Daniel Z. ’22 represented Luxembourg in the International Atomic Energy Agency (IAEA). He spoke about funding for the buildings of nuclear power plants and the effect of these power plants and atomic energy as a whole on the environment. Daniel helped to write a resolution paper that focuses on the regulations of atomic energy and education of safety procedures. Good work, Daniel!
Brenda Z. ’22 represented Belgium in the Social, Cultural, and Humanitarian (SOCHUM) committee. She was tasked with debating genocide and human trafficking, she was a part of a block alongside countries such as Luxembourg, Nigeria, Philippines, and Suriname. She wrote clauses about educating law enforcement officers and the eradication of sexual harassment in the workplace. Great work, Brenda!
David G. ’22 represented Pakistan in the UN Peacekeeping committee. He was tasked with reforming peacekeeping ideals and was part of a bloc alongside India, Japan, and the United States. On this paper, David contributed the idea of implementing fundraising guidelines for other countries. Great work, David!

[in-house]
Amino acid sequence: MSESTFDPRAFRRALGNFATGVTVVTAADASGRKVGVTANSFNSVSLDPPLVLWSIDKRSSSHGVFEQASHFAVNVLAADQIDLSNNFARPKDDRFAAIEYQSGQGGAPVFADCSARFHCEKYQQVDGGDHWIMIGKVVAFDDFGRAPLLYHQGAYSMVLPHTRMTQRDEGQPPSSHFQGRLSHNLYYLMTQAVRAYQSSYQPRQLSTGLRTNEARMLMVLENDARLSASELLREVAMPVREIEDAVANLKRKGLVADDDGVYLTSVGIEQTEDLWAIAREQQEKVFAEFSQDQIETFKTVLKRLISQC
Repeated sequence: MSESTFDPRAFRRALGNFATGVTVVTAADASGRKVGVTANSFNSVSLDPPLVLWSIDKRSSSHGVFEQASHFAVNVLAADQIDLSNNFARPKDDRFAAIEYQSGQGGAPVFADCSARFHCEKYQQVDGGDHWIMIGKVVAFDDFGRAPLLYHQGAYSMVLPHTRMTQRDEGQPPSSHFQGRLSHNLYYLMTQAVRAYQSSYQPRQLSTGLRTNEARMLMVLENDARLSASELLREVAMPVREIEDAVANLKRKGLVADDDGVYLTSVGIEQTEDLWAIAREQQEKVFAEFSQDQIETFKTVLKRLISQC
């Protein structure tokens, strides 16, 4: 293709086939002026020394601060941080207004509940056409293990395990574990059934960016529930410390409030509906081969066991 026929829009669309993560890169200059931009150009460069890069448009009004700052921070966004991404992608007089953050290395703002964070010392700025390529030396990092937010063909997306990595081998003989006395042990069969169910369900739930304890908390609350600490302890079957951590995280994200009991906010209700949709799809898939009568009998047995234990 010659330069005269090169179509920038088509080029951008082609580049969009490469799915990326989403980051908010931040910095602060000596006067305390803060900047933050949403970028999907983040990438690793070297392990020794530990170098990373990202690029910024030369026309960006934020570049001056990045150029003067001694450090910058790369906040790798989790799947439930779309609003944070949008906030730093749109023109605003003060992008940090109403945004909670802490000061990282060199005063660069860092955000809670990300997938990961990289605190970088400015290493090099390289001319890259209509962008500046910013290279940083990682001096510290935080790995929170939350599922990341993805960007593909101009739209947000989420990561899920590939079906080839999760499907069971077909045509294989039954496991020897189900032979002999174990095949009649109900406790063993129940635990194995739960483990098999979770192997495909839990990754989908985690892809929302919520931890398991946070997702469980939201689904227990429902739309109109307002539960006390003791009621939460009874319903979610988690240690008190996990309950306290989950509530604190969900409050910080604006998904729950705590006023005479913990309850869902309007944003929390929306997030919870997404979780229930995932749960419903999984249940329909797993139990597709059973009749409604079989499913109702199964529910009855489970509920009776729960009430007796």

Jay C. ’21 represented Jimmy E. Carter (Lieutenant of the Navy) in AD HOC. Jay debated what to do with a new type of metal found around Area 51 and later dealt with an alien invasion in which American cows were abducted. Jay passed multiple crucial directors that created alliances between important branches of the military and people in his committee. Later, Jay was impeached and reinstated as Haughton, a representative of a military organization where he designed different alien-fighting warships. Great job, Jay!